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A Three Level Framework for Closed-Loop Supply Chain Management—Linking Society, Chain and Actor Level


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  • Romy Morana

    (Department of Corporate Environmental Information Technology, HTW-University of Applied Sciences Berlin, Wilhelminenhofstraße 75A, 12459 Berlin, Germany)

  • Stefan Seuring

    (Department of International Management, University of Kassel, Steinstr. 19, 37213 Witzenhausen, Germany)

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    Supply chain management and closed-loop supply chain management (CLSCM) have developed into established concepts in recent years. The related material cycles and product returns form an important part of all related processes with high potential for reducing environmental burden. The paper proposes a framework for (environmentally triggered) closed-loop supply chain management, spanning three different levels: the societal or governance, the chain and the actor level. Within each level, a set of activities or processes can be identified. Taken together, the levels allow a comprehensive analysis of a closed-loop supply chain system. This is illustrated building on two case studies in the textile and apparel industry, where closed-loop supply chains have been designed to take specific apparel products back. The case studies are analyzed against all three levels and allow exemplification of related challenges and interrelations among the three levels. The three levels contribute to the further comprehension of the multiple issues having to be taken into account for successfully implementing closed-loop supply chains.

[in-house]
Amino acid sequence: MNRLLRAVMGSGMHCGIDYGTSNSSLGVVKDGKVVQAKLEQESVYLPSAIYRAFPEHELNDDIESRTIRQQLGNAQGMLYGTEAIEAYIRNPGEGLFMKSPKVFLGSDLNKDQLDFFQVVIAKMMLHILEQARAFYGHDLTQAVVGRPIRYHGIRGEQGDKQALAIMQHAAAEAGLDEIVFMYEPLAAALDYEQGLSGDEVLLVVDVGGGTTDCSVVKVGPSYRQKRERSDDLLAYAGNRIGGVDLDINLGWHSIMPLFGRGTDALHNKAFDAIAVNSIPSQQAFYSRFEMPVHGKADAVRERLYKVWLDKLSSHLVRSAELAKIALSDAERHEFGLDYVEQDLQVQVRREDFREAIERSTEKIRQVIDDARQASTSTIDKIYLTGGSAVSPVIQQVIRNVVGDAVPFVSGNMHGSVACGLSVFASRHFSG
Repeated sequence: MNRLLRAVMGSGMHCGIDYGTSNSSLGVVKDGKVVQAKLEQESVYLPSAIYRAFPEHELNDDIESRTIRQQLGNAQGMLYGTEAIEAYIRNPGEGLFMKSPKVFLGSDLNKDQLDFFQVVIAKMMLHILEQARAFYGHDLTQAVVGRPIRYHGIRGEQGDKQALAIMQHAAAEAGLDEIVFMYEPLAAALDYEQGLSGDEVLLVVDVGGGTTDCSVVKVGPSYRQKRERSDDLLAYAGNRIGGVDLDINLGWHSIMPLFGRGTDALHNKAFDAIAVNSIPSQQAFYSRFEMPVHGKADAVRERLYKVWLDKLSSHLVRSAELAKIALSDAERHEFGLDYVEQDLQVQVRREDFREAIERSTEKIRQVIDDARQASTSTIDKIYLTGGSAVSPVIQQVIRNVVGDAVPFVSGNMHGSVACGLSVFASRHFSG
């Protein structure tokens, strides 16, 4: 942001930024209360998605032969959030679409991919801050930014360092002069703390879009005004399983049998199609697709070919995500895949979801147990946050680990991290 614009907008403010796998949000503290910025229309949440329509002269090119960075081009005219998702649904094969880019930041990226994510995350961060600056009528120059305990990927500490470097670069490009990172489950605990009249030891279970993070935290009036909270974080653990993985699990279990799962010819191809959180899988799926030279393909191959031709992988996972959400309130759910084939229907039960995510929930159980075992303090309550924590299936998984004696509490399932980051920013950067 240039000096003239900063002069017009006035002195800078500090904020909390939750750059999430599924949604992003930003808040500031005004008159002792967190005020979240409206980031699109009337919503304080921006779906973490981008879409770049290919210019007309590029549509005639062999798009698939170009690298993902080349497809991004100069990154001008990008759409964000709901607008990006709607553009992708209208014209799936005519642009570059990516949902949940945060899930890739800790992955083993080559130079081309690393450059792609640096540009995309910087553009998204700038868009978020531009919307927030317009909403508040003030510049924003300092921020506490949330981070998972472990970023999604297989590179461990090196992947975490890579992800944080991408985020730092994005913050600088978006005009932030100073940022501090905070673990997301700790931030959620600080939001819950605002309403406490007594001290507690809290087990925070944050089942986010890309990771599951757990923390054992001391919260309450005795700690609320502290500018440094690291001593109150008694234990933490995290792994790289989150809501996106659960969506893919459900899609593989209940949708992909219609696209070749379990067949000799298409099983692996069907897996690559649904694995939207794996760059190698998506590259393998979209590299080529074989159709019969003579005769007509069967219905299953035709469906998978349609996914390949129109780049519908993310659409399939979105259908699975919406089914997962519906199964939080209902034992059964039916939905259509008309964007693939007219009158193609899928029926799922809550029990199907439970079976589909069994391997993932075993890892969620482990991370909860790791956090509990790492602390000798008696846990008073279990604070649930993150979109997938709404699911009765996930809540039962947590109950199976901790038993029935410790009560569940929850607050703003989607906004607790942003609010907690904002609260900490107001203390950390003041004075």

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    Bibliographic Info

    Article provided by MDPI, Open Access Journal in its journal Sustainability.

    Volume (Year): 3 (2011)
    Issue (Month): 4 (April)
    Pages: 678-691

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    Handle: RePEc:gam:jsusta:v:3:y:2011:i:4:p:678-691:d:12113

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    Keywords: closed-loop supply chain management; sustainability; product returns; closed-loop economy; supply chain governance;

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    1. Bloemhof-Ruwaard, Jacqueline M. & van Beek, Paul & Hordijk, Leen & Van Wassenhove, Luk N., 1995. "Interactions between operational research and environmental management," European Journal of Operational Research, Elsevier, Elsevier, vol. 85(2), pages 229-243, September.
    2. Claribel Müller & Walter J. V. Vermeulen & Pieter Glasbergen, 2009. "Perceptions on the demand side and realities on the supply side: a study of the South African table grape export industry," Sustainable Development, John Wiley & Sons, Ltd., vol. 17(5), pages 295-310.
    3. Ezutah Udoncy Olugu & Kuan Yew Wong & Awaludin Mohamed Shaharoun, 2010. "A Comprehensive Approach in Assessing the Performance of an Automobile Closed-Loop Supply Chain," Sustainability, MDPI, Open Access Journal, vol. 2(4), pages 871-889, March.
    4. Ari Paloviita, 2010. "Consumers’ Sustainability Perceptions of the Supply Chain of Locally Produced Food," Sustainability, MDPI, Open Access Journal, vol. 2(6), pages 1492-1509, June.
    5. Walter J. V. Vermeulen & P. J. Ras, 2006. "The challenge of greening global product chains: meeting both ends," Sustainable Development, John Wiley & Sons, Ltd., vol. 14(4), pages 245-256.
    6. Marisa P. De Brito & Erwin A. Van der Laan, 2010. "Supply Chain Management and Sustainability: Procrastinating Integration in Mainstream Research," Sustainability, MDPI, Open Access Journal, vol. 2(4), pages 859-870, March.
    7. Patroklos Georgiadis & Maria Besiou, 2009. "Environmental Strategies for Electrical and Electronic Equipment Supply Chains: Which to Choose?," Sustainability, MDPI, Open Access Journal, vol. 1(3), pages 722-733, September.
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    Cited by:
    1. Wei He & Si-Hua Chen, 2014. "Game Analysis of Determinants of Stability of Semiconductor Modular Production Networks," Sustainability, MDPI, Open Access Journal, vol. 6(8), pages 4772-4794, July.


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